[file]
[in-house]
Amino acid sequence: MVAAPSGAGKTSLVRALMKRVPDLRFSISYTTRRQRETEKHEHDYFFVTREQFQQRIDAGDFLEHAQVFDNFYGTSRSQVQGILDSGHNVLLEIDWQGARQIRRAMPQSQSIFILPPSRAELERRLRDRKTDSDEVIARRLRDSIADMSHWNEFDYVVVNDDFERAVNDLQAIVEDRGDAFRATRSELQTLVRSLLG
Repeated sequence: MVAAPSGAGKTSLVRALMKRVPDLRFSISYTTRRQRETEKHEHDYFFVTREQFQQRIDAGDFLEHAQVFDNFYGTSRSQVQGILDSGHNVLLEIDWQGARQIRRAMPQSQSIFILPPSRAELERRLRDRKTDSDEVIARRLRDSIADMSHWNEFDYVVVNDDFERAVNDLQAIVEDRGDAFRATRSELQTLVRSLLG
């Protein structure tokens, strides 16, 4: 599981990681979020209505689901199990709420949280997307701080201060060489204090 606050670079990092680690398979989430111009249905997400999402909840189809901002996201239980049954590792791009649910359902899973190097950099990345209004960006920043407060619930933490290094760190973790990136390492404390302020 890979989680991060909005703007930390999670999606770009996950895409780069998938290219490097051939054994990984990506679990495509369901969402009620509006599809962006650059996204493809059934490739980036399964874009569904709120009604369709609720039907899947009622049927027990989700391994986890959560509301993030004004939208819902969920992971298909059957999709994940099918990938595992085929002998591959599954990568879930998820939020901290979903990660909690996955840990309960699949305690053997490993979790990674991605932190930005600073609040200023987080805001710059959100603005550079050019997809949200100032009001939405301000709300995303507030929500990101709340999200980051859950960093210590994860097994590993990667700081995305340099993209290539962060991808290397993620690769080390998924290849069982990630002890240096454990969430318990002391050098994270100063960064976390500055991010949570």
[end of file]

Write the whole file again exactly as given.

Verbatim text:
[in-house]
Amino acid sequence: MVAAPSGAGKTSLVRALMKRVPDLRFSISYTTRRQRETEKHEHDYFFVTREQFQQRIDAGDFLEHAQVFDNFYGTSRSQVQGILDSGHNVLLEIDWQGARQIRRAMPQSQSIFILPPSRAELERRLRDRKTDSDEVIARRLRDSIADMSHWNEFDYVVVNDDFERAVNDLQAIVEDRGDAFRATRSELQTLVRSLLG
Repeated sequence: MVAAPSGAGKTSLVRALMKRVPDLRFSISYTTRRQRETEKHEHDYFFVTREQFQQRIDAGDFLEHAQVFDNFYGTSRSQVQGILDSGHNVLLEIDWQGARQIRRAMPQSQSIFILPPSRAELERRLRDRKTDSDEVIARRLRDSIADMSHWNEFDYVVVNDDFERAVNDLQAIVEDRGDAFRATRSELQTLVRSLLG
């Protein structure tokens, strides 16, 4: 599981990681979020209505689901199990709420949280997307701080201060060489204090 606050670079990092680690398979989430111009249905997400999402909840189809901002996201239980049954590792791009649910359902899973190097950099990345209004960006920043407060619930933490290094760190973790990136390492404390302020 890979989680991060909005703007930390999670999606770009996950895409780069998938290219490097051939054994990984990506679990495509369901969402009620509006599809962006650059996204493809059934490739980036399964874009569904709120009604369709609720039907899947009622049927027990989700391994986890959560509301993030004004939208819902969920992971298909059957999709994940099918990938595992085929002998591959599954990568879930998820939020901290979903990660909690996955840990309960699949305690053997490993979790990674991605932190930005600073609040200023987080805001710059959100603005550079050019997809949200100032009001939405301000709300995303507030929500990101709340999200980051859950960093210590994860097994590993990667700081995305340099993209290539962060991808290397993620690769080390998924290849069982990630002890240096454990969430318990002391050098994270100063960064976390500055991010949570």